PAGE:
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Psychosocial Stressors Among Sheltered Homeless Children: Relationship to Behavior Problems and Depressive Symptoms
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Describes the level of lifetime exposure of school-aged sheltered homeless children to severe psychosocial stressors, and explores the relationship of such exposure, along with social support, to child behavior problems and depressive symptoms. It was hypothesized that for children exposed to similar stressors, social support from within the family reduces the likelihood of the development of mental health problems. Interviews were completed with 110 mother-headed families of 169 children (aged 6-12 yrs) using any of 18 homeless family shelters in a major metropolitan area. Psychosocial stressors were measured using the Lifetime Events Questionnaire. Maternal depression, schizophrenia, and substance abuse were assessed using items from the full Diagnostic Interview Schedule. Maternal distress was measured with the Mental Health Inventory, child behavior problems with the Child Behavior Checklist, and child depression with the Children's Depression Inventory. It was found that although the majority of homeless children in the sample did not screen positive for psychopathology, their disturbing backgrounds are strong impetus for greater preventive interventions. (Authors)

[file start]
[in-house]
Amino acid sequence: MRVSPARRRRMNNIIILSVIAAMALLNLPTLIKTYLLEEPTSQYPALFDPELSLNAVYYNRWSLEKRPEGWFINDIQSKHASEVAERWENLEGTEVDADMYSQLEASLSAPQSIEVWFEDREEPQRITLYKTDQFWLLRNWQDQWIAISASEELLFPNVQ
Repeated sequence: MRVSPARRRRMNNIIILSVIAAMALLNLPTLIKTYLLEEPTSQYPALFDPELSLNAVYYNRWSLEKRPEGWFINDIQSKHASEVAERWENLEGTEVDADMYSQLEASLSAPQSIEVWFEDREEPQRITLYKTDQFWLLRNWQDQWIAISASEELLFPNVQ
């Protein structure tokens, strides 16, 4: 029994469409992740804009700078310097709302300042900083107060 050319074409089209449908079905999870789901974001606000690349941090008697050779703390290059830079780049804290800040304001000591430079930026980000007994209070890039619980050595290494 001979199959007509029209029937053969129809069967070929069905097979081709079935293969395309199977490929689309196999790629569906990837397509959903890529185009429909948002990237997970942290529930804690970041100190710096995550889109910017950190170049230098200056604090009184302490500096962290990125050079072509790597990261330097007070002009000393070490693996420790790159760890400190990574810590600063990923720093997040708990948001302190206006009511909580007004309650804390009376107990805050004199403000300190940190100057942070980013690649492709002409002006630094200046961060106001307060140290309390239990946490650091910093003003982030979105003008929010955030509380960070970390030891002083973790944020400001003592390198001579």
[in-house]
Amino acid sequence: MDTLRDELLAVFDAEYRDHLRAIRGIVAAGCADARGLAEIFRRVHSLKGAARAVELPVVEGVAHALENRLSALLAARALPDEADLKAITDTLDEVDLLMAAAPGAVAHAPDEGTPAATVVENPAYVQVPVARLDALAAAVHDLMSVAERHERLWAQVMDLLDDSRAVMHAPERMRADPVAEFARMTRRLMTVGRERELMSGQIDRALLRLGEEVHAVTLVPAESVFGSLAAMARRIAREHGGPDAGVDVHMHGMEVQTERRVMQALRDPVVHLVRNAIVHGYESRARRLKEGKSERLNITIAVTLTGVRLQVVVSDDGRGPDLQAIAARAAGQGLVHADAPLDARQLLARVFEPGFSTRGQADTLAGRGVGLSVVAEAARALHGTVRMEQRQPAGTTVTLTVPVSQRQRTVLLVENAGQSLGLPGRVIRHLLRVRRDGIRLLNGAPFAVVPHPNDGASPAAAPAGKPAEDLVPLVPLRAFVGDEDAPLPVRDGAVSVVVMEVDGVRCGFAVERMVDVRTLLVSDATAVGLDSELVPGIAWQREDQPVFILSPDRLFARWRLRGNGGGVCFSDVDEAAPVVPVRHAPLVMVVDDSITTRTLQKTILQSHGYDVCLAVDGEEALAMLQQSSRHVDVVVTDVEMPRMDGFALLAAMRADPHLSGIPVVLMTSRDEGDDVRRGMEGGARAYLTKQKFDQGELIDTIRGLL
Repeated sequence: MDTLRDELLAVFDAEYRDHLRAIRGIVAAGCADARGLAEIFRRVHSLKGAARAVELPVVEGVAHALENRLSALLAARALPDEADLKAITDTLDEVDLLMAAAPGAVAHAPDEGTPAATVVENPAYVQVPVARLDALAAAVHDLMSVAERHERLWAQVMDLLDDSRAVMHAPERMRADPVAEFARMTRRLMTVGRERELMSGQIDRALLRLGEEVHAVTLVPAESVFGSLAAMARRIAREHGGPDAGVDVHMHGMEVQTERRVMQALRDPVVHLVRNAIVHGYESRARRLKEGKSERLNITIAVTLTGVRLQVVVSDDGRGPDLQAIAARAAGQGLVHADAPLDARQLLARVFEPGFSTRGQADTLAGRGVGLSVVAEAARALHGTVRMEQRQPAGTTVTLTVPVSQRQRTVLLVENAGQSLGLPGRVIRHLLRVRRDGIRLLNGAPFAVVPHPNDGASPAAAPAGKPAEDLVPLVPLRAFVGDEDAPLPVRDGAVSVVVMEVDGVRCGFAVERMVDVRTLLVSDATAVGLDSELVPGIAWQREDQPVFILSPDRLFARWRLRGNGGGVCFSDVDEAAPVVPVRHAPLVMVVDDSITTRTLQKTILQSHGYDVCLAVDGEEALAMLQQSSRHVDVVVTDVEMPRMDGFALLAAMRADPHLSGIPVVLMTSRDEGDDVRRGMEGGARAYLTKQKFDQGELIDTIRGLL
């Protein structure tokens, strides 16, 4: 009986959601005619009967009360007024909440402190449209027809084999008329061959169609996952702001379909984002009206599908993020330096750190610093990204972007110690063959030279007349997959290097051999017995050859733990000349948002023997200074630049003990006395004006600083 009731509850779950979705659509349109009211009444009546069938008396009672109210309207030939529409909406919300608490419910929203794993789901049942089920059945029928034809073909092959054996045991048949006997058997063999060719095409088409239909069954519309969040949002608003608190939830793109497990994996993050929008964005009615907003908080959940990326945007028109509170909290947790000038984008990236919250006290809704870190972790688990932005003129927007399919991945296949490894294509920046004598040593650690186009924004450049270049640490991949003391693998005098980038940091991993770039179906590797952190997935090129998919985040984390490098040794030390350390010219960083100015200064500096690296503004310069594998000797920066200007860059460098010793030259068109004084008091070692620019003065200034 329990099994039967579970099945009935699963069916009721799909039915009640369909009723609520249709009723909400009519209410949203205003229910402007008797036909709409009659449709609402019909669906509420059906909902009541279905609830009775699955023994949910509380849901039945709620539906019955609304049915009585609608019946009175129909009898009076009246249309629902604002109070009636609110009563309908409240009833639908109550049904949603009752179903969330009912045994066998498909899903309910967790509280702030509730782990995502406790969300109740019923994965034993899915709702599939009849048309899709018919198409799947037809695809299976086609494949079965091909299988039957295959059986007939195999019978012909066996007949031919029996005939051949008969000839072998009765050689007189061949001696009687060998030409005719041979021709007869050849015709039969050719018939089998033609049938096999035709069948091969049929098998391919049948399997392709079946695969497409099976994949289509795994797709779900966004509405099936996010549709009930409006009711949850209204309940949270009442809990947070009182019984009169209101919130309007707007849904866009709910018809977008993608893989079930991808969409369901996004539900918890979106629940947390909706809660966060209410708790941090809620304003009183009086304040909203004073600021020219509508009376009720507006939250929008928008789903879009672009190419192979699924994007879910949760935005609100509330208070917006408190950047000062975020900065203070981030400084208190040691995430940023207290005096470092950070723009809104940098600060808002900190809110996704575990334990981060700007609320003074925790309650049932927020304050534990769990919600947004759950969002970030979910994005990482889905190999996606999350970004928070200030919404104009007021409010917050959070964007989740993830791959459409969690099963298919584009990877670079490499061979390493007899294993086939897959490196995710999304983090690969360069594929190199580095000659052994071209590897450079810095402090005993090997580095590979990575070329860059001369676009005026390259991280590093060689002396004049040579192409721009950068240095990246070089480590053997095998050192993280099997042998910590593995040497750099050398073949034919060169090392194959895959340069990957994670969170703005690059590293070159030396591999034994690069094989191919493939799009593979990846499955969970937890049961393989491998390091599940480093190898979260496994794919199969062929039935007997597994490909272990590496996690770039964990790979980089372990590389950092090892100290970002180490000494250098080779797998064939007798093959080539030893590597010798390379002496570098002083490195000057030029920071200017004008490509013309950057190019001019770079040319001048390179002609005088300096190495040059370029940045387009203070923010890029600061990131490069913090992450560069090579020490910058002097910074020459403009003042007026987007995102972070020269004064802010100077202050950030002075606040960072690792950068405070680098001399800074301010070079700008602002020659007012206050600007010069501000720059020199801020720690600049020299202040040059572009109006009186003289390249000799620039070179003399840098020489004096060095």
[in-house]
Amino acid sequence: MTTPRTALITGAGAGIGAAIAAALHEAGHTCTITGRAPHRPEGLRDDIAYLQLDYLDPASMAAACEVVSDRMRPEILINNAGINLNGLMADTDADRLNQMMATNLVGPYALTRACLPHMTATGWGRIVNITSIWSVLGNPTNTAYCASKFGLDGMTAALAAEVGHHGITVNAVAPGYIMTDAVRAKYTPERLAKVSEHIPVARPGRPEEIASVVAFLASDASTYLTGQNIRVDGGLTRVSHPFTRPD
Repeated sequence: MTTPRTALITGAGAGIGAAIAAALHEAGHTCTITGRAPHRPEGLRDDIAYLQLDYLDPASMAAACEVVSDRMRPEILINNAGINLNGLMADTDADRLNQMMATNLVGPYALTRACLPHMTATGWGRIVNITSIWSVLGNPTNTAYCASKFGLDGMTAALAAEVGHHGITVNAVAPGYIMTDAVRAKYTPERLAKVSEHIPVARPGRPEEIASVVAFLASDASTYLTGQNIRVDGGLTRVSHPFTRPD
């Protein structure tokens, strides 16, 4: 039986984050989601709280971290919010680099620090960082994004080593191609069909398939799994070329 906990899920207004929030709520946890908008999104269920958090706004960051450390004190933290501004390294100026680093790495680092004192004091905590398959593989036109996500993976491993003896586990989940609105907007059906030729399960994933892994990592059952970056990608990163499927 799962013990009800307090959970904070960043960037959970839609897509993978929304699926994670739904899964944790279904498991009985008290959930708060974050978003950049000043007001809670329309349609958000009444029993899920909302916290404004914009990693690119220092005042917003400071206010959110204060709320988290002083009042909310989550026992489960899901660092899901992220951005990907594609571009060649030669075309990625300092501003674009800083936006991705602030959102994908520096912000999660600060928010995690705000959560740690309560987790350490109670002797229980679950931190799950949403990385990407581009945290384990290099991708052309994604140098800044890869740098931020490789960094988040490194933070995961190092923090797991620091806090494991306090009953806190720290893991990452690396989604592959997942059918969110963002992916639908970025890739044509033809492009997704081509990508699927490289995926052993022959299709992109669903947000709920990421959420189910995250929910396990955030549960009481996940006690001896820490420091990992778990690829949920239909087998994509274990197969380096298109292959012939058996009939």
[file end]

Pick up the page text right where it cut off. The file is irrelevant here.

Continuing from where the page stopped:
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A program of the U.S. Department of Health and Human Services Substance Abuse & Mental Health Services Administration, Center for Mental Health Services